If you had to describe your book Twitter syle (140 characters or less), what would you say?
Hmmm, if I were to describe ‘Subversion’ Twitter-style, I’d post someone else’s review (self-
promotion isn’t my strong suit): “Grab a quilt & a cup of tea; once you start this book, you won’t want to put it down~explores the darker side of human nature, while renewing your faith in humanity.”
What books have influenced your writing?
As far as finding my rhythm and “voice” as a writer, I love the following books:
- On Writing, by Stephen King
- Bird by Bird, by Anne Lamott
- Escaping into the Open, by Elizabeth Berg
As far as mysteries go, I adore Agatha Christie’s work, Kate Morton, and many, many other sleuth-y women writers. I also gobbled up Nancy Drew novels as a kid and tween.
What’s your favourite part of writing a book?
I really enjoy the very first part: when the ideas come together and I can see a scene or a character and then ask those leading questions, “I wonder what would happen if …? Or “imagine if this happened and then that person …?”
Do you have a writing routine?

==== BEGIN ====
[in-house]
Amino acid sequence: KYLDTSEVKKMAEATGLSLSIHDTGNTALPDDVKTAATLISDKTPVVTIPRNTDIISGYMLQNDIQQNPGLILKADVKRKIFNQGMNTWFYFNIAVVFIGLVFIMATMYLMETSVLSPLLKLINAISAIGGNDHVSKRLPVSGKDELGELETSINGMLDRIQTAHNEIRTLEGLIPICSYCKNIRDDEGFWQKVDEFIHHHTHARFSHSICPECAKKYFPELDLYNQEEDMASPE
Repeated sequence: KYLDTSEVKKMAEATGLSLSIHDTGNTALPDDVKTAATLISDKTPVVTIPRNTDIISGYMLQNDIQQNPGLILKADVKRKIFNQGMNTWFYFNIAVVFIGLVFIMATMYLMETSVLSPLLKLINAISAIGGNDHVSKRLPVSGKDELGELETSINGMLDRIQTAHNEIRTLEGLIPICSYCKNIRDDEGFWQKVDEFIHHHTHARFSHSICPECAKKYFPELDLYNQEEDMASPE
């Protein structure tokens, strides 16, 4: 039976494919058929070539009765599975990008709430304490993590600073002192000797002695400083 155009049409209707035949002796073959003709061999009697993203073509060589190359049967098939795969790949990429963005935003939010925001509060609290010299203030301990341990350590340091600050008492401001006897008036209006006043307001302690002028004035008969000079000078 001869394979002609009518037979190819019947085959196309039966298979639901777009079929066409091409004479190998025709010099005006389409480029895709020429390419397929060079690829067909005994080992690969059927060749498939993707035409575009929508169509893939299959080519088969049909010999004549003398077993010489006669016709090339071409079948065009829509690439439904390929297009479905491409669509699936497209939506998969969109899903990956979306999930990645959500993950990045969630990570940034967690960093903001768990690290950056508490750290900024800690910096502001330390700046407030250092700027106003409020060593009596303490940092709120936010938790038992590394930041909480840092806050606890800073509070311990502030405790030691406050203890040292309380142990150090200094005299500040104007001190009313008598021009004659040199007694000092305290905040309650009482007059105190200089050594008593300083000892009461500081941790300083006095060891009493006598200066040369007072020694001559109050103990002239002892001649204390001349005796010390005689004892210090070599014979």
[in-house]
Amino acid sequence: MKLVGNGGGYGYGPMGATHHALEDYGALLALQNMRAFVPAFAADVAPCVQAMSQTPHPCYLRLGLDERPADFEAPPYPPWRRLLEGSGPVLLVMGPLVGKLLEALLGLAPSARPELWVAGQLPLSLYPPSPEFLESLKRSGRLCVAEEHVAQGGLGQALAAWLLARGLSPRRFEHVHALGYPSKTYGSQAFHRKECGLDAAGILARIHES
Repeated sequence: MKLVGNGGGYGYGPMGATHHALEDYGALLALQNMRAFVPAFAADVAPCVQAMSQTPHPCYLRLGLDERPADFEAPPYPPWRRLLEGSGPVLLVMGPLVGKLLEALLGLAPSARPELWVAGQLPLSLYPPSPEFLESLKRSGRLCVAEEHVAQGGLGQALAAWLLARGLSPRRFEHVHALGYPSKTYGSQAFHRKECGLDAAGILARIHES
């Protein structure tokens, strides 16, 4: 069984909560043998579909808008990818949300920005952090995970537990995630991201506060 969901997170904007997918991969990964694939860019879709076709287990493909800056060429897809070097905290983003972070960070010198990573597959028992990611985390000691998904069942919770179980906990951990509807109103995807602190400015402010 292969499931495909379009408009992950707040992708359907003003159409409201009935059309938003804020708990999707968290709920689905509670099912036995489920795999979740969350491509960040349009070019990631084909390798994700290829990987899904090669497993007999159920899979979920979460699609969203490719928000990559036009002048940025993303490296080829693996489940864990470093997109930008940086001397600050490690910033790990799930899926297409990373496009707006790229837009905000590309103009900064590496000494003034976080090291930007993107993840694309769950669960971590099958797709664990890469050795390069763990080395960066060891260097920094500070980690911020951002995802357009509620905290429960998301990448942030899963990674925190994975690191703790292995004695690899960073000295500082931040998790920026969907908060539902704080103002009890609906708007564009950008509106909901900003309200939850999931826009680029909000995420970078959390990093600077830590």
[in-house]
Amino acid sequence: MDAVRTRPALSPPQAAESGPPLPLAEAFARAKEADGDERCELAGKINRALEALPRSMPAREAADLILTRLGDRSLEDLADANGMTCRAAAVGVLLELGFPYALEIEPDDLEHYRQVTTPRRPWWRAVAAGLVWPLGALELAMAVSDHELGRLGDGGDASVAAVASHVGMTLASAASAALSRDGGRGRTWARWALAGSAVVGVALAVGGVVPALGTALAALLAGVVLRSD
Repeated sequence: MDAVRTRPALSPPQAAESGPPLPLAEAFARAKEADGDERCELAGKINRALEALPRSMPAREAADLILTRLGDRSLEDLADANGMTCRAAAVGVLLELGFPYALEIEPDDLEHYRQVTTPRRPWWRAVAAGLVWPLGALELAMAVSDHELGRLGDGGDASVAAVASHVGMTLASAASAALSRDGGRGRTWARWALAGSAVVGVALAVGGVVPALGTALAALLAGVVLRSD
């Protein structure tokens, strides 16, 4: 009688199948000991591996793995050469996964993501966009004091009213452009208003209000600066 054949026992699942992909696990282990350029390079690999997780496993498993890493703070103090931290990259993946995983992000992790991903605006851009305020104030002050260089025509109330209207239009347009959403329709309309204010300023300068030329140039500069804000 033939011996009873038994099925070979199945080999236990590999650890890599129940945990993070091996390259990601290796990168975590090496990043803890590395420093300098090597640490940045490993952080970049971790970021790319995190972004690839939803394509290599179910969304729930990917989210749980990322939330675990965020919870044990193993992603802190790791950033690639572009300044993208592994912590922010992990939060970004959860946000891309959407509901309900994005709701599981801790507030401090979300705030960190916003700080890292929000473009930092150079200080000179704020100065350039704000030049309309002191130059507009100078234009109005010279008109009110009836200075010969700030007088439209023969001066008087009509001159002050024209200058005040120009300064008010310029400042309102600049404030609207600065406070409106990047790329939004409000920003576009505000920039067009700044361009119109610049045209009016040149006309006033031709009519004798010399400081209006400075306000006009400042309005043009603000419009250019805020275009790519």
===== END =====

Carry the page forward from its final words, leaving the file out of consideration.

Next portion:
My writing routine is pretty simple: I use the first 15-30 minutes of my writing work day to work on new fiction. The rest of my day gets eaten up with client writing projects, articles, blog posts and more. Holding that early-morning time as sacred is the only way that I consistently make time to write my own priority projects.
Is there any specific message you hope readers take away from your story?
Even though I write in the mystery/suspense genre, I hope that my readers come away with a sense of hope. That even though terrible things happen in the world, there is still good and still people who will stand up for it.
Thanks again, Sarah. It was a pleasure to join you and your readers here today.Subversion (Tayt Waters Mysteries #1) by J.P. Choquette
Published by Self published on Nov 10, 2014
Genres: Adult, Mystery
Find the book: Amazon, Smashwords, Goodreads
Tayt Waters didn’t want to become a private investigator: too much red tape and too little action. Instead, she’s started a legitimate securities firm where she works hard and struggles to pay the bills.
But that’s not Tayt’s only job. She also helps women in need, who call her with the code phrase, “Sunflower Specials.” An after-hours vigilante, Tayt tracks down abusive husbands, errant boyfriends and deadbeat dads to give them a taste of their own medicine.
When her estranged father arrives in her office, disheveled and panicked, Tayt is drawn into a case she’s rather not touch: a young woman, murdered and her father the key suspect.
As she works to prove her father’s innocence, Tayt becomes ensnared in an underground ring of human trafficking, drugs and murder.
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